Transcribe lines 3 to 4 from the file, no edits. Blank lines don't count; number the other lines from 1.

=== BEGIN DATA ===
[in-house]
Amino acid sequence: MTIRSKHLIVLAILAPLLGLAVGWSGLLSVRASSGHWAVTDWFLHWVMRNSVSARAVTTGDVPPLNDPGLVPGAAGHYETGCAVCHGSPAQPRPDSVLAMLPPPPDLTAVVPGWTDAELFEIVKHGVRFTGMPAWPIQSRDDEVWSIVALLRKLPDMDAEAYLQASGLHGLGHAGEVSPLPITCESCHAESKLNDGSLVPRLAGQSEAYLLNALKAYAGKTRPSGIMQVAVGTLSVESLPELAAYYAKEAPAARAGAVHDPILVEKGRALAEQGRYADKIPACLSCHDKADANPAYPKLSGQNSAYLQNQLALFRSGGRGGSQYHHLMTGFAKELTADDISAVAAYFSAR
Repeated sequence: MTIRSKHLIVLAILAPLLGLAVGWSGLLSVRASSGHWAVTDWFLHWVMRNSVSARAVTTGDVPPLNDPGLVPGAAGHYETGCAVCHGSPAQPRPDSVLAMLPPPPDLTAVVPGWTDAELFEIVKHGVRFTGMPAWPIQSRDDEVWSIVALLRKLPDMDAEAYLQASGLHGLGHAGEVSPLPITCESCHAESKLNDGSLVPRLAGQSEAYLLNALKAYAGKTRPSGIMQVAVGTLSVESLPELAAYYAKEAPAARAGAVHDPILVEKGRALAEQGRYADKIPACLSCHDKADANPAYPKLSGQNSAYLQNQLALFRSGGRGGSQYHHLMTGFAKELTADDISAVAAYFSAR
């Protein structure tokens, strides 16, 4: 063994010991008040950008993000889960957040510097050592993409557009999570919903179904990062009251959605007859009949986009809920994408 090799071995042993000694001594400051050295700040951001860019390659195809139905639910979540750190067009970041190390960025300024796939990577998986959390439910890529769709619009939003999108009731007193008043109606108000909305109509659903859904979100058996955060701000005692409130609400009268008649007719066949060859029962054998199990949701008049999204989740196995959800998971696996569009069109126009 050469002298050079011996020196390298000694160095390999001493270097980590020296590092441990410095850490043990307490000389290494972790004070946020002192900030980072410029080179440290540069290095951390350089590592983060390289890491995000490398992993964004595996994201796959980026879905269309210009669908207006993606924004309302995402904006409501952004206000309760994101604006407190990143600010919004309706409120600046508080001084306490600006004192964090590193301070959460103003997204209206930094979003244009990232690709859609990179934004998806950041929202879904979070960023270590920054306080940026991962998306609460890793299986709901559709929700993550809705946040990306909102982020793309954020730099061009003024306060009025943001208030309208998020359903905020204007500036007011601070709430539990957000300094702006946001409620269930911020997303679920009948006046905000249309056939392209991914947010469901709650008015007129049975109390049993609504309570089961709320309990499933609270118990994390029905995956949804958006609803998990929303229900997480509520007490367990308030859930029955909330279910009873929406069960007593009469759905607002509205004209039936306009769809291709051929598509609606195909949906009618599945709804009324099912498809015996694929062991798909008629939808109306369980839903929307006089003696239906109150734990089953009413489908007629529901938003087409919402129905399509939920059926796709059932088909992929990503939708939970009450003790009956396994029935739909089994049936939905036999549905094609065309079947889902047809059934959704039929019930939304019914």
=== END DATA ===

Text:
Repeated sequence: MTIRSKHLIVLAILAPLLGLAVGWSGLLSVRASSGHWAVTDWFLHWVMRNSVSARAVTTGDVPPLNDPGLVPGAAGHYETGCAVCHGSPAQPRPDSVLAMLPPPPDLTAVVPGWTDAELFEIVKHGVRFTGMPAWPIQSRDDEVWSIVALLRKLPDMDAEAYLQASGLHGLGHAGEVSPLPITCESCHAESKLNDGSLVPRLAGQSEAYLLNALKAYAGKTRPSGIMQVAVGTLSVESLPELAAYYAKEAPAARAGAVHDPILVEKGRALAEQGRYADKIPACLSCHDKADANPAYPKLSGQNSAYLQNQLALFRSGGRGGSQYHHLMTGFAKELTADDISAVAAYFSAR
């Protein structure tokens, strides 16, 4: 063994010991008040950008993000889960957040510097050592993409557009999570919903179904990062009251959605007859009949986009809920994408 090799071995042993000694001594400051050295700040951001860019390659195809139905639910979540750190067009970041190390960025300024796939990577998986959390439910890529769709619009939003999108009731007193008043109606108000909305109509659903859904979100058996955060701000005692409130609400009268008649007719066949060859029962054998199990949701008049999204989740196995959800998971696996569009069109126009 050469002298050079011996020196390298000694160095390999001493270097980590020296590092441990410095850490043990307490000389290494972790004070946020002192900030980072410029080179440290540069290095951390350089590592983060390289890491995000490398992993964004595996994201796959980026879905269309210009669908207006993606924004309302995402904006409501952004206000309760994101604006407190990143600010919004309706409120600046508080001084306490600006004192964090590193301070959460103003997204209206930094979003244009990232690709859609990179934004998806950041929202879904979070960023270590920054306080940026991962998306609460890793299986709901559709929700993550809705946040990306909102982020793309954020730099061009003024306060009025943001208030309208998020359903905020204007500036007011601070709430539990957000300094702006946001409620269930911020997303679920009948006046905000249309056939392209991914947010469901709650008015007129049975109390049993609504309570089961709320309990499933609270118990994390029905995956949804958006609803998990929303229900997480509520007490367990308030859930029955909330279910009873929406069960007593009469759905607002509205004209039936306009769809291709051929598509609606195909949906009618599945709804009324099912498809015996694929062991798909008629939808109306369980839903929307006089003696239906109150734990089953009413489908007629529901938003087409919402129905399509939920059926796709059932088909992929990503939708939970009450003790009956396994029935739909089994049936939905036999549905094609065309079947889902047809059934959704039929019930939304019914």